Let’s go back in time for a moment, to the heady golden days of science fiction as the place where sweeping stories examine the nature of humanity and also contain explosions and cool tech.
Are you with me?
Because A Confusion of Princes is a throwback in the best way possible.
This is pure space opera, which grows from adventure and Western roots. In this case, it’s space opera with a dash of coming of age and lots and lots of fun tech (only it’s tek here, and there’s a ton of it, each bit more inventive than the last), all of which adds up to the contemporary version of a Boy’s Own adventure.
Hallmarks of the genre to which this belongs and homages to the space opera of yesteryear abound. Scifi is not my genre, so I know there are levels here I missed. Happily, io9 is there to help as is Tor.com; the coverage of Confusion in genre-focused sites says a lot about its pedigree and place in its tradition; while YA does get covered in these sources, it’s relatively unusual. Both reviews mention Heinlein, the starter science fiction for generations of readers, as well as Dune, another major touchpoint in the genre, among other influences and connections.
Okay, so that’s the genre piece: Nix takes established genre conventions and tweaks* them to create something that feels new, and is certainly different within the context of YA science fiction. Genre-blending (which we’ve noted before tends to be a plus when it comes to the Printz) this is not, and there will be some readers who can’t get past the genre trappings; lots of the science and general references Khemri makes just need to be accepted, because there’s not much explanation given. The breakneck pace, which is another hallmark of the tradition in which this belongs, is yet another factor that might possibly turn off some readers.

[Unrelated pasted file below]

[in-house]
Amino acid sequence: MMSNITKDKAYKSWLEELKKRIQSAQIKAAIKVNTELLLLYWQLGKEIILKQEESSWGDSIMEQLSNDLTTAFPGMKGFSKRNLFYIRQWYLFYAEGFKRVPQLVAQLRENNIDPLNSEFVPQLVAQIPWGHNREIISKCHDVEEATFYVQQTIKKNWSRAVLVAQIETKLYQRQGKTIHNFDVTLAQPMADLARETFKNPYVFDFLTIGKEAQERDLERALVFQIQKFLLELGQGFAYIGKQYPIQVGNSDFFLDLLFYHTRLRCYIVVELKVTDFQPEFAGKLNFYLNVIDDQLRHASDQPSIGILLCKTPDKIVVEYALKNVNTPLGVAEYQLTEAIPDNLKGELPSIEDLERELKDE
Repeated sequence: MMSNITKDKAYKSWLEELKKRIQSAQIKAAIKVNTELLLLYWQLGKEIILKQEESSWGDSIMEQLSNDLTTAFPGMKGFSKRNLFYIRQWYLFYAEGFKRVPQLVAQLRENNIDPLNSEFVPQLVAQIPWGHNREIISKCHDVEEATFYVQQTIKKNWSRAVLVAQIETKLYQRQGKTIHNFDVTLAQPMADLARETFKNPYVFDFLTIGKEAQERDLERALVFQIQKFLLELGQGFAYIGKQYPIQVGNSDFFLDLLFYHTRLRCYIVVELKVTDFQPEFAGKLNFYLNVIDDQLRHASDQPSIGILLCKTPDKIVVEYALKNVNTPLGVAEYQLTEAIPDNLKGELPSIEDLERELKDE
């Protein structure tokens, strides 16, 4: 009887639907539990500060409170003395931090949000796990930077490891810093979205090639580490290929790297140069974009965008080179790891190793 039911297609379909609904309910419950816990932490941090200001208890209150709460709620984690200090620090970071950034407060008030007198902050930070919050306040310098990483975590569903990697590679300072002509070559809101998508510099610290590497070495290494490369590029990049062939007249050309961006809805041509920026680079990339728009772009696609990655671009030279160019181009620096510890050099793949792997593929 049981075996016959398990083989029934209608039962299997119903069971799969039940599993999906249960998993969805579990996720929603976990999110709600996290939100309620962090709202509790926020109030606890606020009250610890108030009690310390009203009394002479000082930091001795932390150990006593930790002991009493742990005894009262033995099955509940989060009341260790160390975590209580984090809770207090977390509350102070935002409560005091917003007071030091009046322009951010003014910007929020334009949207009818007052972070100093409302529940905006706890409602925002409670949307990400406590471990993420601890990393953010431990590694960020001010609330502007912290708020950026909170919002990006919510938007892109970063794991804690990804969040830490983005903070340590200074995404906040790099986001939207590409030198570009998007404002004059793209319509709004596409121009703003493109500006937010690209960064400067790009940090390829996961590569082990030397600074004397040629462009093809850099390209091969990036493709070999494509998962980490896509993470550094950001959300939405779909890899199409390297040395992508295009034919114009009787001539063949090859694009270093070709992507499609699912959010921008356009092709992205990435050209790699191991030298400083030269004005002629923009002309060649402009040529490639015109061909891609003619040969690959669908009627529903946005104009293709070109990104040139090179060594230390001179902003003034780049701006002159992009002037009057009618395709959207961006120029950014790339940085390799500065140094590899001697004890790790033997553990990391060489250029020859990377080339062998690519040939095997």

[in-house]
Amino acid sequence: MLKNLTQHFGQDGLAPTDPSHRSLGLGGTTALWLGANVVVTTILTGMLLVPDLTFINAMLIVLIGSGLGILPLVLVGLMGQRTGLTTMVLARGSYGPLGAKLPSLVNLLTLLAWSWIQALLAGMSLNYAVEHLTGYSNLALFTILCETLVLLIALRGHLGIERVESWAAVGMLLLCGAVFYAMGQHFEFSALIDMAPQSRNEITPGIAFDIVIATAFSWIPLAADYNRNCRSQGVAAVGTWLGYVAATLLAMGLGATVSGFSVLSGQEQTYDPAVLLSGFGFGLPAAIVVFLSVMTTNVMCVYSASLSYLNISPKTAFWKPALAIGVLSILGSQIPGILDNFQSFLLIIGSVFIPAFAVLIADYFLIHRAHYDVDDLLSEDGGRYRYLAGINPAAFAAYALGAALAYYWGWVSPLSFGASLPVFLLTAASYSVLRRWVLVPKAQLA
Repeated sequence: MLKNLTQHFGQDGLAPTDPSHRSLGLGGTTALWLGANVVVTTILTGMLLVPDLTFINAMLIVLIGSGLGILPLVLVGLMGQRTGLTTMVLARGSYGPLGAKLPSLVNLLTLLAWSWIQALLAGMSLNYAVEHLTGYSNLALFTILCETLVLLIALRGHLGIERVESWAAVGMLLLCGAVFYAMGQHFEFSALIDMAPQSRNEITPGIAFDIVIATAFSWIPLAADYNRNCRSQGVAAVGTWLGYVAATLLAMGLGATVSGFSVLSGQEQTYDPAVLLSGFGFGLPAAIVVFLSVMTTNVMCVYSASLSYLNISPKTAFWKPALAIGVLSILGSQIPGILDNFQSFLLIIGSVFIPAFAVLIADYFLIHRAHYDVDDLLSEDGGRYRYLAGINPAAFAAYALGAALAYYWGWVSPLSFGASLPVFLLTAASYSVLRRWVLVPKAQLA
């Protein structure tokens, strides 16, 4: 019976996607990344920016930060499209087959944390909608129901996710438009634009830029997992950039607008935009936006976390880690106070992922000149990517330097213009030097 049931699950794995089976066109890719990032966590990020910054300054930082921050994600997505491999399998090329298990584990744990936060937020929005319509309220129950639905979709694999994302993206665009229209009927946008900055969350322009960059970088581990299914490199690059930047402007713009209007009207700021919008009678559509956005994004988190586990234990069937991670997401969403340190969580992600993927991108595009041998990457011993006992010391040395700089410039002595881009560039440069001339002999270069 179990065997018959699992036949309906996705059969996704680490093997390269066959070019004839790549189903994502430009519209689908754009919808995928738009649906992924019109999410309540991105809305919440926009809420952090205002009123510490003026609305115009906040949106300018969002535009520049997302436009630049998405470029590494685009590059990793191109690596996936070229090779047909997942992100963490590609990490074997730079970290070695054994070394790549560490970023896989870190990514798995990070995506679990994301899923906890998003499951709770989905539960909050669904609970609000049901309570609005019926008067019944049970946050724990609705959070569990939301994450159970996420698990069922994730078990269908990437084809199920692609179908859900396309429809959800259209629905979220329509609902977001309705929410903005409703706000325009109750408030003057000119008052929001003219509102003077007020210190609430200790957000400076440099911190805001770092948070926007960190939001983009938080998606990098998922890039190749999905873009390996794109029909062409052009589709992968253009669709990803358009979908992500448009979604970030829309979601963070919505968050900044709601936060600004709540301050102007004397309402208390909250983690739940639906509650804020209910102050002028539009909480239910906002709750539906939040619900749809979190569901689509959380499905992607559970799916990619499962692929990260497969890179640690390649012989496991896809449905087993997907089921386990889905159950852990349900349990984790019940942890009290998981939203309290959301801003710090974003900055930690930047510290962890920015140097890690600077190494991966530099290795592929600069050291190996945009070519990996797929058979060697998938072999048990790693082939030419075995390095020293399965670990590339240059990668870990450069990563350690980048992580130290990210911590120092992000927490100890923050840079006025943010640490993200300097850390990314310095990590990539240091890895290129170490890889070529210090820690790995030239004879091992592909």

(Remember how we talked about genre bias? I think legit science fiction gets it worst. For far too many readers, Ender’s Game is the beginning and end of their exposure to real** science fiction, as opposed to dystopias or light sf or near future scifi. Also, I believe the fan community doesn’t always like scifi as a term, but the YA community does so we’re sticking with it.)
But there is more here than just playing with tropes, although that’s a large part of the book. This is also that classic YA journey I keep referencing, from acted upon to acting upon. Khemri, who like a good YA protagonist narrates in first person, is quite literally the creation of the Empire. He was taken as a child, raised and altered, and as the book opens, is a naïve young thing waiting for greatness to find him. By the end, he’s still young but he has gained something not entirely unlike wisdom and he has taken control of his own future — which, in this world, for a Prince, is a particularly impressive feat.
Khemri’s voice is a pleasure to read. He’s got a bit of a sense of humor, and Nix uses a near future looking back on the events perspective to make Khemri — who could have been yet another unlikable character (I feel we’ve had a lot of those this year, or maybe I’m just in a rut) — appealing and easy to root for, even when he’s being his most arrogant self. His own understanding of his own failings — willful ignorance, arrogance, and sometimes downright stupidity — allows the reader to join him in a sort of affectionate tolerance, because it’s clear from the first page that the Khemri narrating has evolved from the Khemri he’s describing.